In the case of an emergency, our expert divers can be on-site within hours to help get your operations back on schedule as soon as possible. We also offer comprehensive preventative maintenance and routine work on vessels of all sizes.
Inspections & Surveys & Repairs
We use the latest imaging technology to carry out surveys and can provide still and video CCTV footage to give you a clear picture of what is happening to your vessel. For discovered or existing defects, RS Divers can also replace hull fittings, cut off and weld on fittings and panels, and undertake most repairs that do not require dry docking.
Propeller & Thruster Clearance
From basic prop clearance to removing a bow thruster grate, clearing any debris, and replacing the grill, RS Divers can cover all of your propeller needs and be on-site within three hours.
At RS Divers, we can fit any type of anode in water to save on dry docking costs. We have access to coded welders, too, if this is required.
Discharge & Intake Blanking
We have a variety of standard-size and custom-built bungs and coffer dams to blank off any inlet or outlet to enable ships’ engineers to undertake repair works without the need for dry dock.
Our multispeed hydraulic power packs enable us to use any kind of tool required to clean even the most stubborn of growth from propellers.
Our Shipping Work
Our recent work includes:
- Cutting off the rudder from a large merchant ship in Southampton.
- Replacing underwater cables on a survey vessel in Lowestoft.
- Inspecting the hull of a survey vessel for new owners in Shoreham.
- Blanking outlets on an RN warship in Hull.
- Supporting blanking work on the Queen Elizabeth Carrier in Portsmouth Harbour.
- Carrying out underwater hull surveys in Portland.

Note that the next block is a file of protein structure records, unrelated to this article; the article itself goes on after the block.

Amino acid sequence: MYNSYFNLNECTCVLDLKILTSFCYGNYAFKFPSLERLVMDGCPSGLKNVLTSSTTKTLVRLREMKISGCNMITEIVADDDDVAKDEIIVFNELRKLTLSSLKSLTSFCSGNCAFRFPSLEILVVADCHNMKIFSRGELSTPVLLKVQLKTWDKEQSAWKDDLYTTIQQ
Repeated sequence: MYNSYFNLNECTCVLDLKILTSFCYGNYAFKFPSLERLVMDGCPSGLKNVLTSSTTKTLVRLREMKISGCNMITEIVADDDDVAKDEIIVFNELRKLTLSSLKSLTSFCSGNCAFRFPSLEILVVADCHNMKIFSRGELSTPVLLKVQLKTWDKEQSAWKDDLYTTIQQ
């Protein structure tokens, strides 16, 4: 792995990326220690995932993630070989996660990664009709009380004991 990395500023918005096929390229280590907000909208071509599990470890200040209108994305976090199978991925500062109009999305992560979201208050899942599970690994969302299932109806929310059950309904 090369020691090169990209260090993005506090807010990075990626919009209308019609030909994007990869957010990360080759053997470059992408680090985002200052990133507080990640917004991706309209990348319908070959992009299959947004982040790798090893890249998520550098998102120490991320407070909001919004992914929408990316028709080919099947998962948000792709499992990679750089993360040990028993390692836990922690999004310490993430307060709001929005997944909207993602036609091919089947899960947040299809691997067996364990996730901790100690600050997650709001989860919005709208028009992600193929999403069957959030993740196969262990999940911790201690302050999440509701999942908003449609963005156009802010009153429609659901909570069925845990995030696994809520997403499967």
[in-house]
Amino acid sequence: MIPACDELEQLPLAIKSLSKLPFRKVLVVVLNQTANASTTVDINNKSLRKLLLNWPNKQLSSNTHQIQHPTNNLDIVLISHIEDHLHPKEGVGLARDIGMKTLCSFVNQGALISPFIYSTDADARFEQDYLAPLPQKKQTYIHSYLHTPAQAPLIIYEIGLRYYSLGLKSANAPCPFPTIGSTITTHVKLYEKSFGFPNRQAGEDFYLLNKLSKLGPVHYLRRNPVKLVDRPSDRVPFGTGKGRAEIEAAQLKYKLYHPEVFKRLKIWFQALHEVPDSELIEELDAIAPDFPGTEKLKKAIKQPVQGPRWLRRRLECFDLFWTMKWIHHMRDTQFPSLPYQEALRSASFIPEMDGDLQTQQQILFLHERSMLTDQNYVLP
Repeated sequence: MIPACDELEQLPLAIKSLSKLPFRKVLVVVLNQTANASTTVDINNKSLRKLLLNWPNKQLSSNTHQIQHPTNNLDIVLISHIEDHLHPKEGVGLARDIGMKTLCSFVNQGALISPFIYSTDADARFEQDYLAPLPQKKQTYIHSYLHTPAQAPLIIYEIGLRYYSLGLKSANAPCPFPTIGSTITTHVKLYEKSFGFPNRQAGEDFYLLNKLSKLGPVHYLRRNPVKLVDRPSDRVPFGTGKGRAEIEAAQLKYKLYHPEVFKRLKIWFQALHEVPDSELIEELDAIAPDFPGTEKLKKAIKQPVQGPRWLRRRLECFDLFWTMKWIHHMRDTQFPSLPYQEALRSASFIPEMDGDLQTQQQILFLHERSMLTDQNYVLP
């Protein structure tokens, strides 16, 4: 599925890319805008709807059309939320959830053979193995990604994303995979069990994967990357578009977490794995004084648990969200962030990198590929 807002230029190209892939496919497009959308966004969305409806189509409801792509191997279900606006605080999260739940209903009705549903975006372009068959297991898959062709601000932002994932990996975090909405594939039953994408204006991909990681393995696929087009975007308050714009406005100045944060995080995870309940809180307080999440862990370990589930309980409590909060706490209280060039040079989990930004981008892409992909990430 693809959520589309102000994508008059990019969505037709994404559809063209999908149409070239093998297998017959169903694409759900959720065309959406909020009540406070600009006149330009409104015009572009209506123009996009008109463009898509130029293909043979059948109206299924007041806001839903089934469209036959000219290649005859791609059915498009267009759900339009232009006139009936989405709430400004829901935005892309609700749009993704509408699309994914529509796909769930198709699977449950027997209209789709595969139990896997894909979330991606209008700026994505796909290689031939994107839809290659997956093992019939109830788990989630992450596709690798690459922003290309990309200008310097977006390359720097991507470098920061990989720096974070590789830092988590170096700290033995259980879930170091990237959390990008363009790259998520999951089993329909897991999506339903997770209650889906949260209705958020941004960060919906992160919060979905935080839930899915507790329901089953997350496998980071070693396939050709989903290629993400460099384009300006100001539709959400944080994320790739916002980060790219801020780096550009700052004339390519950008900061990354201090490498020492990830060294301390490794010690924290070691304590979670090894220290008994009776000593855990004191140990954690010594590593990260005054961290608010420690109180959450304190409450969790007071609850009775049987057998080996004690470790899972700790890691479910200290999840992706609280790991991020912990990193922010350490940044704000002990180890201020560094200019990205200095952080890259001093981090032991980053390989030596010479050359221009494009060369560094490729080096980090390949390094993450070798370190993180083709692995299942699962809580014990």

- Freeing ROVs from the propellers/shafts of cruise liners etc.
Contact RS Divers for your shipping maintenance needs
Whether it’s an emergency or your vessels require routine inspection and maintenance, RS Divers can deliver. We’ll help to keep your fleet operational with our quick response times, the latest technology and the expertise of our highly qualified teams.
How do you weld underwater?
Welding underwater, also known as underwater welding or hyperbaric welding, is a specialised and challenging process used for various applications such as repairing underwater structures, pipelines, and offshore platforms. There are two main methods for underwater welding: wet welding and dry welding.
Wet welding, the more common and straightforward method, involves welders working underwater with specialised diving gear and waterproof welding equipment to create a shielding gas around the weld area, protecting it from water contamination. It is often used for temporary repairs or when setting up a dry welding environment is impractical due to cost or complexity.
Dry welding, also known as hyperbaric welding, is a more complex and costly technique that occurs in a sealed, pressurised chamber, eliminating the risk of water contamination and allowing for high-quality welding.
The choice between wet/dry welding depends on factors like the specific underwater welding application, budget constraints, and the desired level of quality. Underwater welding is a highly skilled and hazardous profession, and welders must undergo training and certification to ensure safety and proficiency.
What do you use anodes for?
Anodes are essential for cathodic protection on ships, a method designed to prevent or reduce the corrosion of a ship’s metallic hull and submerged metal components. This process is necessary because ships spend considerable time in corrosive saltwater, leading to galvanic corrosion, where metals like steel rust as they release electrons into the surrounding water.
To safeguard critical ship components, sacrificial anodes made of materials like zinc, aluminium, or magnesium are strategically attached to the hull and other submerged parts. These anodes corrode intentionally instead of the ship’s metal, releasing electrons and creating a cathodic effect, which effectively prevents corrosion. However, anodes are not permanent and require periodic replacement, depending on factors like water quality and anode size, necessitating regular inspections and maintenance to ensure continued protection.